Extracted from Law360
Once again, spinoffs are in the news. The IRS made a “soft announcement” in May that it is taking a hard look at spinoffs of subsidiaries (spinco) that have a small qualifying trade or business and a large investment asset.
The announcement was “soft” because it was made orally at a bar association meeting that was covered by the tax press. The speaker was not a highly placed IRS official, but nevertheless, practitioners have taken the announcement seriously.
The speaker made clear that he was not talking about a spinco with a small qualifying business and a large business that did not meet the statutory requirements because it happened to have existed for less than five years. Rather, he precisely described cases where a spinco operated a relatively small historic business and owned a quite large investment asset, such as a minority position in the stock of another corporation.
Why Is This Important?
This announcement caused ripples in the real world as well as the tax world because lots of investors hold stock in public companies that own large blocks of other public companies. Such stock holdings come about in a variety of ways. The holder may have been flush with cash at one time and made lots of investments in startups in the same industry, hoping one would hit gold (and it has). Or the holder may have obtained the investment in a prior merger with the original owner. In either event, the investment no longer fits the holder’s business model.
More importantly, the holder’s shareholders might like to “monetize” the stake in the other corporation, without the holder having to sell it and pay tax and distribute the net proceeds as a taxable dividend. So why not put the investment in a spinco and spin it off tax-free and, who knows, maybe the other corporation will acquire the spinco ... later.
If you think this does not sound like what tax-free spinoffs are supposed to be for, you would be right; but that is nothing new. Spinoffs have been the go-to corporate tax planning tool for C corporations since at least 1986.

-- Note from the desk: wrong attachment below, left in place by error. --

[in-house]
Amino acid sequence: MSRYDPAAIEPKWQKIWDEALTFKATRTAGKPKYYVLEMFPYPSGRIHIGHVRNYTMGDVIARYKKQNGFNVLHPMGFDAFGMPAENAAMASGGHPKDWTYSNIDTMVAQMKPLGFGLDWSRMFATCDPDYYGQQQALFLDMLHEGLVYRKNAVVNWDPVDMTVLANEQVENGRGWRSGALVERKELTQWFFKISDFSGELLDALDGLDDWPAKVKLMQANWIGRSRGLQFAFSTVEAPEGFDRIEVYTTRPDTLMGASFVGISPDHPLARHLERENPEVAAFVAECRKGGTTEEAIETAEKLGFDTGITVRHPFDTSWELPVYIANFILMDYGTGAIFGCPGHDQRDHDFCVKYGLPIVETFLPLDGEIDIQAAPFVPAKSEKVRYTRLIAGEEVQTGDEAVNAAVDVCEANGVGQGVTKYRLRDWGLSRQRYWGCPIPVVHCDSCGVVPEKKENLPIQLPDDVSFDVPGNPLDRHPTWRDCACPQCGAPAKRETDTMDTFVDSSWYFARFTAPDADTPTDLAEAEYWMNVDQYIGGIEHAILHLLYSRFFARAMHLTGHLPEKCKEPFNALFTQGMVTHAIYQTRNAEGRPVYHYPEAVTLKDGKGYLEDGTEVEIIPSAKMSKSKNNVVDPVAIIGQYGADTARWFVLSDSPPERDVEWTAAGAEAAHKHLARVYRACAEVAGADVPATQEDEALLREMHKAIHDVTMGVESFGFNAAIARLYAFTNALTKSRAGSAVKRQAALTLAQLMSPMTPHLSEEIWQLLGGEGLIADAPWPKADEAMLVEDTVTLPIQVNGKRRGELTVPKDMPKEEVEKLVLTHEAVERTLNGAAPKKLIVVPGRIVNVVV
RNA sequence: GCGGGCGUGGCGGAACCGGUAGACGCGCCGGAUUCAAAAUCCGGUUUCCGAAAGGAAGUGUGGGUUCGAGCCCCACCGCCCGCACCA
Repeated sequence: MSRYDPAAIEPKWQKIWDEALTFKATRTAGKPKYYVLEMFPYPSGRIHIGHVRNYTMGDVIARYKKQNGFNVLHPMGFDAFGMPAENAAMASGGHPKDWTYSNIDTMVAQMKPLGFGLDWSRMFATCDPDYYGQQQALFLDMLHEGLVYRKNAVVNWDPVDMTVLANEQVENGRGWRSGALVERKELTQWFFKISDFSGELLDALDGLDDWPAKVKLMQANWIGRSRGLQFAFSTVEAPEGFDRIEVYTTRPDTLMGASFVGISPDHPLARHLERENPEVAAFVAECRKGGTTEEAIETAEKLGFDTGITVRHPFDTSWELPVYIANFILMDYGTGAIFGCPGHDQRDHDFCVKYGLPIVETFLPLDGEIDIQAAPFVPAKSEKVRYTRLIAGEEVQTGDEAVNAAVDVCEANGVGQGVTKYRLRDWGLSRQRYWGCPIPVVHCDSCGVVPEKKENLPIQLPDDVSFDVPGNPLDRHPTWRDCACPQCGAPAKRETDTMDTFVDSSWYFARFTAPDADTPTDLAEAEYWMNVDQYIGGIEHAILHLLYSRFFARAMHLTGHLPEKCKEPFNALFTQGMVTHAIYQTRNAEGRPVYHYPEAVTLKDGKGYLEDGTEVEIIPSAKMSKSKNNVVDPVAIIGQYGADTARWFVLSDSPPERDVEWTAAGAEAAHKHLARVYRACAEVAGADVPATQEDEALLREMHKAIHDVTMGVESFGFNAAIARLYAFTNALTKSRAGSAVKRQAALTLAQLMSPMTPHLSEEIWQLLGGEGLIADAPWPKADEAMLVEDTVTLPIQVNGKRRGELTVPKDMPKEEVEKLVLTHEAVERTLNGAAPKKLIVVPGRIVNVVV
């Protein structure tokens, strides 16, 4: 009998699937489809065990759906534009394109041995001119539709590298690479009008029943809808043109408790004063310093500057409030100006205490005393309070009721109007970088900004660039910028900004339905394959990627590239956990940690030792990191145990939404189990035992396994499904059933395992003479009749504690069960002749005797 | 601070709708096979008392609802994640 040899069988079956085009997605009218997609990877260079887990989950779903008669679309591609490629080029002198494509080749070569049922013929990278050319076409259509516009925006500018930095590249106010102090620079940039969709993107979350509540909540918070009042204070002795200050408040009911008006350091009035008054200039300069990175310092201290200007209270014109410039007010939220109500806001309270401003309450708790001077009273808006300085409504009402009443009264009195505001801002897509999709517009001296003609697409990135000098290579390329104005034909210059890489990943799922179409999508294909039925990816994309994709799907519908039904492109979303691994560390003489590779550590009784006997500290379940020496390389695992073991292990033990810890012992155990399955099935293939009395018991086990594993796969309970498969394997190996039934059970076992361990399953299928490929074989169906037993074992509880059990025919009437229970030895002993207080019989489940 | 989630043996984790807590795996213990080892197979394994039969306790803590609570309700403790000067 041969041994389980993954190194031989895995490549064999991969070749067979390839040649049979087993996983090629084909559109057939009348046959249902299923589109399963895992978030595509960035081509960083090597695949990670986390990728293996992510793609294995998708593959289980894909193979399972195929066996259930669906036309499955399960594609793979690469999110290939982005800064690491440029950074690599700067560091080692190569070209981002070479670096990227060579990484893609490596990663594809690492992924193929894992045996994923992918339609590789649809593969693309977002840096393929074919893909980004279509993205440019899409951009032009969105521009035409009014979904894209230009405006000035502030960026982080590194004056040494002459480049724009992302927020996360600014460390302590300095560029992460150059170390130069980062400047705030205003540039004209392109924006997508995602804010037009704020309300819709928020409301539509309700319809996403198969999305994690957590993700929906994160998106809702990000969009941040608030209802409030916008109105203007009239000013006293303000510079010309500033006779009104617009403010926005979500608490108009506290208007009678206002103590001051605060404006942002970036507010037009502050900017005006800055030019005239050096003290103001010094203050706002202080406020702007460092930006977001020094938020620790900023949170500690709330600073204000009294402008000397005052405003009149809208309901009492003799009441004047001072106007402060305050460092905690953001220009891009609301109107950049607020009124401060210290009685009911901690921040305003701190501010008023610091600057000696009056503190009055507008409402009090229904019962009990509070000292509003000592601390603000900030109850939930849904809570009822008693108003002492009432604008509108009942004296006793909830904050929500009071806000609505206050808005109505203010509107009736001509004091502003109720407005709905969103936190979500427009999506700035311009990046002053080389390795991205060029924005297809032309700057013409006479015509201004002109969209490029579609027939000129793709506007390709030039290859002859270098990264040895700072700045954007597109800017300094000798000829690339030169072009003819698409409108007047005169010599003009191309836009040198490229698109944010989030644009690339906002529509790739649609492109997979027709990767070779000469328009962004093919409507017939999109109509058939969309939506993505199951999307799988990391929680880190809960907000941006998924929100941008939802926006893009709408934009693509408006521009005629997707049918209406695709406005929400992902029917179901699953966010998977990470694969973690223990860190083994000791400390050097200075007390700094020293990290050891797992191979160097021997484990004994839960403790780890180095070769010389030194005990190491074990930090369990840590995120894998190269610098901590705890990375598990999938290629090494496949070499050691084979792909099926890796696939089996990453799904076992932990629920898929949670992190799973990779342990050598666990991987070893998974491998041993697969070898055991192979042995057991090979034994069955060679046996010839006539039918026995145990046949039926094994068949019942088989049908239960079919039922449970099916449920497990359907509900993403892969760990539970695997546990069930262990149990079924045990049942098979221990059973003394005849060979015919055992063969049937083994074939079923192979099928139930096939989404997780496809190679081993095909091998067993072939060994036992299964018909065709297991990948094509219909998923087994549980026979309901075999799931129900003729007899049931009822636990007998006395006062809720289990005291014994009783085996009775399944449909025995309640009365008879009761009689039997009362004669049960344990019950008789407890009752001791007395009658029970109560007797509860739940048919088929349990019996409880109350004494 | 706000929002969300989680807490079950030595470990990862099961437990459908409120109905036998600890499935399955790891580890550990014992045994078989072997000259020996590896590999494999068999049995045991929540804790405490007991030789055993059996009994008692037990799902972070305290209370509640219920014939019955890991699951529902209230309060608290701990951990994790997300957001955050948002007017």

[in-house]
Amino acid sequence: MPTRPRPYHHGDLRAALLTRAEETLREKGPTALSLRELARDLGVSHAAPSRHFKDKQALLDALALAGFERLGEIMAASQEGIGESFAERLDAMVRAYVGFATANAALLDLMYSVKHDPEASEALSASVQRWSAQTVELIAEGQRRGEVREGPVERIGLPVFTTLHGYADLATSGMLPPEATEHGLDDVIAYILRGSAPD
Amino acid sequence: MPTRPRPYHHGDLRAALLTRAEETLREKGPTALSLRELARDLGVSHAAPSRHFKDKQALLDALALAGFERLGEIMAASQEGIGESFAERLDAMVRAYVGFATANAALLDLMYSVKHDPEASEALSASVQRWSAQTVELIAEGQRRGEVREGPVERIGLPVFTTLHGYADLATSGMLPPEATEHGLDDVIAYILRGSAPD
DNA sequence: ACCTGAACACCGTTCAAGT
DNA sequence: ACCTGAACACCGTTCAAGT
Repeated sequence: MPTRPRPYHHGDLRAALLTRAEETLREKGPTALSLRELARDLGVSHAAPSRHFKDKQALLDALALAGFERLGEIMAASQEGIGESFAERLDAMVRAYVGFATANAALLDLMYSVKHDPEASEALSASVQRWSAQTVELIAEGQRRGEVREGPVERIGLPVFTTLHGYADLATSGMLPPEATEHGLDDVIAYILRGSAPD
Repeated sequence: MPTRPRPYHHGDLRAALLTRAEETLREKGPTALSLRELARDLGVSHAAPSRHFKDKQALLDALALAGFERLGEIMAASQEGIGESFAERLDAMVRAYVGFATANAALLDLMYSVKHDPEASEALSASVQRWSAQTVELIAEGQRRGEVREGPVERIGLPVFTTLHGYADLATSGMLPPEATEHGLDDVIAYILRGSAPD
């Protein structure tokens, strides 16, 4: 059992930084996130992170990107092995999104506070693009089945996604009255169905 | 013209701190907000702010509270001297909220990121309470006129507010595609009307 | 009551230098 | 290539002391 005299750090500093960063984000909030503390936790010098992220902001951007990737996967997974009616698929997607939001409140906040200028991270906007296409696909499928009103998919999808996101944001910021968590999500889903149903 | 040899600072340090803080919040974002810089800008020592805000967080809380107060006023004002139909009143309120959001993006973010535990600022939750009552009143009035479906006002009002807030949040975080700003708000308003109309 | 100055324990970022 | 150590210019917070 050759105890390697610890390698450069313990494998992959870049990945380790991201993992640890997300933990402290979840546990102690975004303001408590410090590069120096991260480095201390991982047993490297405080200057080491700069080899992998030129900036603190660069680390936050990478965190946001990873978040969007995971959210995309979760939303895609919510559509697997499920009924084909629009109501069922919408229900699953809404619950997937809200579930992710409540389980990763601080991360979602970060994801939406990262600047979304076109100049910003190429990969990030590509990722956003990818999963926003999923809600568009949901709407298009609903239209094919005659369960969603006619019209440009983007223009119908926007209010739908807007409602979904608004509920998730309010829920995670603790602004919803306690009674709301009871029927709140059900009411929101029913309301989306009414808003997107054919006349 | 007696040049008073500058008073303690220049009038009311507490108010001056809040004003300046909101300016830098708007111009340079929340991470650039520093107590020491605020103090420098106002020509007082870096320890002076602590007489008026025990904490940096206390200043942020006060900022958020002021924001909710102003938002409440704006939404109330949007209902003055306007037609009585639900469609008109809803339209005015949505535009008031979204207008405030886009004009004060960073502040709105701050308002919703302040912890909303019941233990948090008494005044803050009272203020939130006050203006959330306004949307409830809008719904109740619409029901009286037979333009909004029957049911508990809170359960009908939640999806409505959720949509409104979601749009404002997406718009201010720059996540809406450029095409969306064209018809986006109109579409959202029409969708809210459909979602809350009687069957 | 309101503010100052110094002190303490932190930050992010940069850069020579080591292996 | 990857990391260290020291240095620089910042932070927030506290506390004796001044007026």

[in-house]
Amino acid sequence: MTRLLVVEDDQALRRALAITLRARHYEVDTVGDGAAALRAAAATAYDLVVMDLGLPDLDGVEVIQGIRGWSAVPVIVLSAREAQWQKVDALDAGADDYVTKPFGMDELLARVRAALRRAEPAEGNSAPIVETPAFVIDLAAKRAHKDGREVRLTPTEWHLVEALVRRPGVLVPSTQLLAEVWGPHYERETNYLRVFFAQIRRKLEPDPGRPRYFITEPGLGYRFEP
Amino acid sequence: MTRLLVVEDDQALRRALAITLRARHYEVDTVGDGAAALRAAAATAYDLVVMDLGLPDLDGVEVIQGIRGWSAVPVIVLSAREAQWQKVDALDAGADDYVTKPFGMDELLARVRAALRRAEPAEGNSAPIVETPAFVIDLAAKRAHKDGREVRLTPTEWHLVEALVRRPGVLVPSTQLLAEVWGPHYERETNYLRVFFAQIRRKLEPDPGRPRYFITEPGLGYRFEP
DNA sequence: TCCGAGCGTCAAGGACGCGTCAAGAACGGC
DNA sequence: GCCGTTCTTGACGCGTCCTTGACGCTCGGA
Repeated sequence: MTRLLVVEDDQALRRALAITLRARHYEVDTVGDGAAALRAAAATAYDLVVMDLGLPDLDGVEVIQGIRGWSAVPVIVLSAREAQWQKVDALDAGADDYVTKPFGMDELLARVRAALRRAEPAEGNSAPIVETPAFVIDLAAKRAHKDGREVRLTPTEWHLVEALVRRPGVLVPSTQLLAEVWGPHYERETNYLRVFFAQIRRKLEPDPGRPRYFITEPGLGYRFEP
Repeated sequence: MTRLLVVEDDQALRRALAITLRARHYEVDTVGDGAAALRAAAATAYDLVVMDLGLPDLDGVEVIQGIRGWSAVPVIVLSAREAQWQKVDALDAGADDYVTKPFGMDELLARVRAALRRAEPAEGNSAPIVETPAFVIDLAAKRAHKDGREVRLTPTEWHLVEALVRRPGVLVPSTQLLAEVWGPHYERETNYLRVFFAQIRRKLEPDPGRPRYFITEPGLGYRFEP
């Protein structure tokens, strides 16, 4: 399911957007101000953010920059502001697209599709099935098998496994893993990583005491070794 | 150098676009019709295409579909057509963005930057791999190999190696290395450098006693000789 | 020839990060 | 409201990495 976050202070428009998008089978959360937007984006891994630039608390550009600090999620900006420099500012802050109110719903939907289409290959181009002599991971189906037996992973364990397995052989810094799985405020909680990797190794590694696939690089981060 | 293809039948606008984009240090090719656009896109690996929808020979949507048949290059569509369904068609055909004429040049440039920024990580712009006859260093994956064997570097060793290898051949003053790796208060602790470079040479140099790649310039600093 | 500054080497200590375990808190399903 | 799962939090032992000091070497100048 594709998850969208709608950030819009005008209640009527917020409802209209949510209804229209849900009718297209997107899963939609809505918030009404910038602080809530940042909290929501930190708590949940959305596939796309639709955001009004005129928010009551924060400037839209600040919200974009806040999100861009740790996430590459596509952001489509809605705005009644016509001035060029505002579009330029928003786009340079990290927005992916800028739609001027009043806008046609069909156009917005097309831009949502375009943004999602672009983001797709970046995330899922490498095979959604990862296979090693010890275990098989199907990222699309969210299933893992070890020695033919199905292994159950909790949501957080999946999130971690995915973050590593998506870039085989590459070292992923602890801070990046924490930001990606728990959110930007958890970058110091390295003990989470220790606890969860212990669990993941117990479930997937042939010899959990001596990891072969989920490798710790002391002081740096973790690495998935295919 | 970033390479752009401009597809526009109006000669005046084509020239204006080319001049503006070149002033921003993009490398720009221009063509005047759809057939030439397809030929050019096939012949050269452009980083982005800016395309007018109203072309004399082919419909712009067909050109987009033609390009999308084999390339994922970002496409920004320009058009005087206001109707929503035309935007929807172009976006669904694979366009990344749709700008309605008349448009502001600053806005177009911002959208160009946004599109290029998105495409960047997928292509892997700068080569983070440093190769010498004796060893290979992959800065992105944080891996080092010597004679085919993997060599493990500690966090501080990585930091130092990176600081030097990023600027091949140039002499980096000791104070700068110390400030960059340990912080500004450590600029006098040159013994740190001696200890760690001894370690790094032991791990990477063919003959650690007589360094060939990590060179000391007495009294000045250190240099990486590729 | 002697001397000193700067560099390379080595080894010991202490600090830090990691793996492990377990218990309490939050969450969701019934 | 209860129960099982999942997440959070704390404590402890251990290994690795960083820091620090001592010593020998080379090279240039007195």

What is the Issue?
There are two possible tax issues, but really only one matters. There could be a concern that the spinco does not have a qualifying active trade or business. But it does, by definition. The parent corporation will make sure of that. It just might not be very large. That in itself should not be a problem because the IRS has long allowed small businesses to satisfy the requirement.
Rather, the problem is with what is called the “device” requirement. The Internal Revenue Code says that Section 355 is not supposed to be used as a device to distribute earnings and profits to shareholders tax-free. This concept dates back to when dividends were taxed at ordinary income rates and capital gains were highly preferred. Therefore, if a corporation could put investment assets into a spinco and the shareholders could sell the spinco essentially for the value of the investment assets, the shareholders effectively would receive the corporation’s earnings and profits as a capital gain.
Is spinning off a large minority investment in another corporation evidence of a device? It could be. Reg. Section 1.355-2(d)(2)(iv)(B) describes a situation somewhat like this one. But the IRS is uncertain, which is the reason for the announcement made in May.
During the period that the IRS and Treasury are considering what to do about this type of situation, the IRS will decline to issue private letter rulings on the issue. That is not an unusual response: the IRS has taken the same approach recently to rulings on problematic issues involving real estate investment trusts and publicly traded partnerships. In both cases, the issues have been resolved.
Expect to see some resolution from the IRS perhaps by the end of 2015. They could decide to do nothing and start ruling again; or they could issue a proposed regulation addressing the device issue in this context.